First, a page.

Earlier this summer a rare occurrence was discovered at CREW. A dusky pygmy rattlesnake gave birth to six offspring, three of which were amelanistic – meaning they lack the dark pigment (melanin) in their skin. According to Kevin Enge , a herp expert with the Florida Fish and Wildlife Commission, this is extremely rare and to have three of the six born amelanistic is quite amazing. No amelanistic pygmies have ever been documented before in Florida.
It is likely these three would not survive long in the wild because their rare coloration makes them easy to see and more vulnerable as prey. Below is a picture of the adult (with typical coloration) and one of the three amelanistic juveniles. Pretty cool, huh?
The location and the time of discovery were kept secret until after the young dispersed in order to prevent collectors from trying to find and collect them to sell. We assume that nature has taken its course, because after about five days the snakes had all moved on and haven’t been seen since early July.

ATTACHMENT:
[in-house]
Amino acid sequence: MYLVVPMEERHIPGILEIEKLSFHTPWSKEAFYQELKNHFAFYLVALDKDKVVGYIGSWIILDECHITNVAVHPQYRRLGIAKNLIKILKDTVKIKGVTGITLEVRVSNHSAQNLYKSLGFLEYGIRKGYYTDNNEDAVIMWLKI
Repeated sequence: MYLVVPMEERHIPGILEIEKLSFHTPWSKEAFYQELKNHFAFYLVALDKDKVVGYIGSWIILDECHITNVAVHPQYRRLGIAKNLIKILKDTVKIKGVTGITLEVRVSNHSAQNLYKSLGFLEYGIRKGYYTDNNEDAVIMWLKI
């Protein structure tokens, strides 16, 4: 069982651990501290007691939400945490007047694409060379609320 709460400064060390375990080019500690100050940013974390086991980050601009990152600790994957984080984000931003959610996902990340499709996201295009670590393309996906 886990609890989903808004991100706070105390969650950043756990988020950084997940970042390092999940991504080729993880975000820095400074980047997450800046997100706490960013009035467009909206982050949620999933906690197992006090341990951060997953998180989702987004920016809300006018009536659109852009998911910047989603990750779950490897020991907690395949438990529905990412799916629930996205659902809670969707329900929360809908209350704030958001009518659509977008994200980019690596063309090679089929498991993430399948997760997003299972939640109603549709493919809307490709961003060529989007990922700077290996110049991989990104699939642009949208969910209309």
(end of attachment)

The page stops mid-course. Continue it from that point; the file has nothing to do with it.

Visitors and volunteers to CREW’s Bird Rookery Swamp got a shock on Wednesday, March 5th, when they discovered two resident water moccasins had been killed – heads smashed – and left by the side of the trail. The two moccasins had been visible sunning themselves on a log or by the base of a tree for weeks in the same spot near the old railroad tie exhibit along the south tram. They had become regular sightings as well as a good teaching tool for guided walks. Then, suddenly, they were dead – killed on purpose by humans.
It is beyond our comprehension that any visitor who cares at all about the environment and the wildlife of Bird Rookery Swamp would think it OK to take the lives of two creatures who make their home there. While snakes are often the objects of fear for many humans, they rarely strike at people who keep their distance and respect their space. These two snakes belonged in Bird Rookery Swamp, maintaining the balance of nature and acting in the role they were born to play. Now, they are gone.